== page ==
(AP) Pacquiao loss downs spirit of storm-hit Filipinos
By OLIVER TEVES
Filipino fans were stunned by Manny Pacquiao’s knockout defeat to Juan Manuel Marquez, dampening the spirit of a nation battered by a powerful typhoon that killed more than 600 people in the southern region where the boxing champion lives.
In New Bataan township, which was ravaged by Typhoon Bopha last week, refugees, rescuers and aid workers took a break from a grueling search for bodies and survivors to watch the fight on a big TV screen _ only to be disappointed by their hero’s sixth-round knockout.
The fight took place Saturday night in Las Vegas, or Sunday in the Philippines. Town spokesman Marlon Esperanza said hundreds of villagers, most of whom lost their homes to mud- and rock-laden flash floods, packed the local gymnasium used as a temporary shelter. Many had hoped Pacquiao would triumph and share his earnings with the typhoon victims.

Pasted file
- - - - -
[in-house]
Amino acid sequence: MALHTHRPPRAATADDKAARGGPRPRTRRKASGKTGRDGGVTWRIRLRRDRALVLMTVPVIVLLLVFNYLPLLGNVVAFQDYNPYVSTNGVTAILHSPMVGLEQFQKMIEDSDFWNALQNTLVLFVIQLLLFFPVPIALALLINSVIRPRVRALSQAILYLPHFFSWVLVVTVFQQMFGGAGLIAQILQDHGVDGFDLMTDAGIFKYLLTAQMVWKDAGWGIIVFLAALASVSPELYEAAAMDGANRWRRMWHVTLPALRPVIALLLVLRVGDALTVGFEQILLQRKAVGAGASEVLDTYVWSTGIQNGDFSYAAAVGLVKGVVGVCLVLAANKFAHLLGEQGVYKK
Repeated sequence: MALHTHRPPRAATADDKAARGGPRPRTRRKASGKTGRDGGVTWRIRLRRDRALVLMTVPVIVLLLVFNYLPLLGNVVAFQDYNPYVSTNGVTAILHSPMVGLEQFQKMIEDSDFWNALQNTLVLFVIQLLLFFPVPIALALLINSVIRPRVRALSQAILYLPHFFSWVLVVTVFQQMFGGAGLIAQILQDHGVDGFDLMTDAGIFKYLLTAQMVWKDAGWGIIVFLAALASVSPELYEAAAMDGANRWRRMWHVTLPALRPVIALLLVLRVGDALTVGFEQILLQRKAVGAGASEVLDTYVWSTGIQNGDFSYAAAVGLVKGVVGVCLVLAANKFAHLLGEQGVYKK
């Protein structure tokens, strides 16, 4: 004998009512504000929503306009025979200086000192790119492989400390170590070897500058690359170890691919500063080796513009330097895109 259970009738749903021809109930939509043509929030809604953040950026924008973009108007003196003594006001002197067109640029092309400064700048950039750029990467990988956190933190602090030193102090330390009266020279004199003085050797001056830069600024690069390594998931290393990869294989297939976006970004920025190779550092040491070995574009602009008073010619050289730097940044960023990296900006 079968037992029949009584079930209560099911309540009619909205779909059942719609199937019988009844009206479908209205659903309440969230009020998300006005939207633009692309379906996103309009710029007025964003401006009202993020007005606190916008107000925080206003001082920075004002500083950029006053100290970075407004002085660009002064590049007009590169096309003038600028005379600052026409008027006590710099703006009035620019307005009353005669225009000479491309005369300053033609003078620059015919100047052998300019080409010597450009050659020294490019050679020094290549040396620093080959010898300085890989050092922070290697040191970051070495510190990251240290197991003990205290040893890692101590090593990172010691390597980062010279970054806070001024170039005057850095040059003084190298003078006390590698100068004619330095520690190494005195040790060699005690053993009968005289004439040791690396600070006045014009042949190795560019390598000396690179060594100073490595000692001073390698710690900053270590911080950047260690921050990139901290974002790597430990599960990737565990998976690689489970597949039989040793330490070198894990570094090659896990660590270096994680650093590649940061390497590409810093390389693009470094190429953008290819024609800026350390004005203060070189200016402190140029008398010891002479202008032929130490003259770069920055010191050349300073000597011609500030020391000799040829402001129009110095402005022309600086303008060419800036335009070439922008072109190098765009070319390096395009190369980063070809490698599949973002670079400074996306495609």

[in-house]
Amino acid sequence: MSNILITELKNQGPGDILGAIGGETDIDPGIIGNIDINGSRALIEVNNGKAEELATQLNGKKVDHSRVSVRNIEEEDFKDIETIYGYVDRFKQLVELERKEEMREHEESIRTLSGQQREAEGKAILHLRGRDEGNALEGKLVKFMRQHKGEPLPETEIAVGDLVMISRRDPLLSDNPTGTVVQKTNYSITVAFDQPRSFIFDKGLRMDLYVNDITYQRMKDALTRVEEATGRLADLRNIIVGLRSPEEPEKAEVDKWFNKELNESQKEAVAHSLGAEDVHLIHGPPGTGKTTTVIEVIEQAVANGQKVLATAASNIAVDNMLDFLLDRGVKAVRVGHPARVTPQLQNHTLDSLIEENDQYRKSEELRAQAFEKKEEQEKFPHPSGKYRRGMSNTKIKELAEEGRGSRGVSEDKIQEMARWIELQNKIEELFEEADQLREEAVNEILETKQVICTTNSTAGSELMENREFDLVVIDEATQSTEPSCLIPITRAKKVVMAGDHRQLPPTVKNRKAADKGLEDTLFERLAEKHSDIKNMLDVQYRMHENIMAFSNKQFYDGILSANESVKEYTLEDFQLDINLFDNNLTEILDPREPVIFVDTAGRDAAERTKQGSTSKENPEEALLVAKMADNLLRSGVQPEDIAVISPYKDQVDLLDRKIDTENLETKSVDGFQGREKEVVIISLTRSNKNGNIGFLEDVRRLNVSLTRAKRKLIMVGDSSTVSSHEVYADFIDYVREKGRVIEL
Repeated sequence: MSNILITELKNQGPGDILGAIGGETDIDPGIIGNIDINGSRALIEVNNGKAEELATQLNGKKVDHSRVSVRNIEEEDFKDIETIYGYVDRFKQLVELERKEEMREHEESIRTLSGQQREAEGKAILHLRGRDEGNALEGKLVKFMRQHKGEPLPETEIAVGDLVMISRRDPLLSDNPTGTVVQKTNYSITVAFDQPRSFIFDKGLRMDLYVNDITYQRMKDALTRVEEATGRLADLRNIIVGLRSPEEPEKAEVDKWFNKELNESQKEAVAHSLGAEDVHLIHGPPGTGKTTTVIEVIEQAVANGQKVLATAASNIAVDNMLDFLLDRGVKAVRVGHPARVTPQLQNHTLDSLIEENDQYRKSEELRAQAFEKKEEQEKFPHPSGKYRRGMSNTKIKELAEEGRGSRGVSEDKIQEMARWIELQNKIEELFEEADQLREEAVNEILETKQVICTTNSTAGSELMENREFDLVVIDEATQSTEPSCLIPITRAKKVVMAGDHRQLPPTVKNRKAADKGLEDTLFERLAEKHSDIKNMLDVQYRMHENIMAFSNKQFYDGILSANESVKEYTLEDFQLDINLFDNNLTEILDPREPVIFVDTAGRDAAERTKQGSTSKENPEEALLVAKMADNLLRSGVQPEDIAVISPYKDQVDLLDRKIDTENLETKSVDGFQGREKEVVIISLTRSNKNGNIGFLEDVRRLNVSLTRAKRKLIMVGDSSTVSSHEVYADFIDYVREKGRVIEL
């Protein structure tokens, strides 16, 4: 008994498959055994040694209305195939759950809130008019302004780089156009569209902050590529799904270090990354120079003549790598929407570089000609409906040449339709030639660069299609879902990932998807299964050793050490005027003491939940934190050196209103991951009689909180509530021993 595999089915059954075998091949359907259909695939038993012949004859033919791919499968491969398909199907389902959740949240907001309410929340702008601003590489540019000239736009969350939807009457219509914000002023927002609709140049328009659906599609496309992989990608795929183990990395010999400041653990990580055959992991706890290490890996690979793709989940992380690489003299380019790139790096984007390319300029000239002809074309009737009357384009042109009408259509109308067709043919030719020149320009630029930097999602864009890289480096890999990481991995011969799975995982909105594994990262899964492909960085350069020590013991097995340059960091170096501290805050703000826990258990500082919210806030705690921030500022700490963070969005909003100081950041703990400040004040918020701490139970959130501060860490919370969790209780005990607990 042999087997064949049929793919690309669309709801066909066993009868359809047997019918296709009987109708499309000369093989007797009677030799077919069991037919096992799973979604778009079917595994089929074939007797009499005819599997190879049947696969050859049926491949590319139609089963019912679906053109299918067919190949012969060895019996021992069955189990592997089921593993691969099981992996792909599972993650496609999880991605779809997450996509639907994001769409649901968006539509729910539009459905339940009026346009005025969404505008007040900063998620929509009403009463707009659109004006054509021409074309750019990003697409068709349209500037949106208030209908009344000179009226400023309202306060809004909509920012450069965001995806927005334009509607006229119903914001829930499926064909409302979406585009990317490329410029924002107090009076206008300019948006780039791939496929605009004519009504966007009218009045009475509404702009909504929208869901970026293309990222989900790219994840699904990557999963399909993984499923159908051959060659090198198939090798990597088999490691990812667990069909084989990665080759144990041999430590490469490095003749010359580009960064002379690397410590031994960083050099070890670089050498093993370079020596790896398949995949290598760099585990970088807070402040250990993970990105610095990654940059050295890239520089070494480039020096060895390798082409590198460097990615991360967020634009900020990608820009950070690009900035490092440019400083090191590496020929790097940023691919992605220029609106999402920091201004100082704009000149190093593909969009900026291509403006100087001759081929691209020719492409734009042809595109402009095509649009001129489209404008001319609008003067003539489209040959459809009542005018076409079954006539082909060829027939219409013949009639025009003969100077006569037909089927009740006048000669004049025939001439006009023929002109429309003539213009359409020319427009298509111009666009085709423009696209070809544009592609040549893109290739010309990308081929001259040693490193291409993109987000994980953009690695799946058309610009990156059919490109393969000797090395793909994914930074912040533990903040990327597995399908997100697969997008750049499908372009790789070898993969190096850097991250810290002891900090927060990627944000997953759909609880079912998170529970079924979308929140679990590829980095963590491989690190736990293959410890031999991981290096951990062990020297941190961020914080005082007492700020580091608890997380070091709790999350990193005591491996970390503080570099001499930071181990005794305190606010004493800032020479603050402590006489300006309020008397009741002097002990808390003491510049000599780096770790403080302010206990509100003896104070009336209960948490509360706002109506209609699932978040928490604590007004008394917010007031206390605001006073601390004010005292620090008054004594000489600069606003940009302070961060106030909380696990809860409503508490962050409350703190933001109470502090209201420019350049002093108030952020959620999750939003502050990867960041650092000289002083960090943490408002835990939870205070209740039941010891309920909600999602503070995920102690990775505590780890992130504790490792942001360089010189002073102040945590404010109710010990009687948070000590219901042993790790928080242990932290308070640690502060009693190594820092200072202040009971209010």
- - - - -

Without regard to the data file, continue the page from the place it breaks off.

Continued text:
Elementary math teacher Constancio Olivar said people were cheering for Pacquiao in the sixth round, then fell silent when Marquez landed a shot flush to the jaw of Pacquiao, who fell heavily to the canvas and remained motionless for some time.
In Manila, President Benigno Aquino III’s spokesman Edwin Lacierda said Pacquiao’s defeat “cannot set aside the many honors Manny has given to the Filipino people.”
Boxing analyst Ronnie Nathanielsz said the defeat could demoralize Filipinos, particularly those in the typhoon-hit areas on the main southern island of Mindanao where Pacquiao is from.
Nathanielsz said Pacquiao, who trained for two months, may not have spent enough time for physical conditioning unlike Marquez, who spent twice as many months preparing for the fight.
At the Baclaran Central Elementary School hall in the Manila suburb of Paranaque, where hundreds watched the fight, government employee Jacqueline Gabriel said she was dismayed by Pacquiao’s performance.
But factory worker Charlie Cerillo, 37, said Pacquiao, who is also a congressman, should not retire yet.
Pacquiao’s mother, Dionisia, said that if it was up to her, she wanted her son to stop boxing.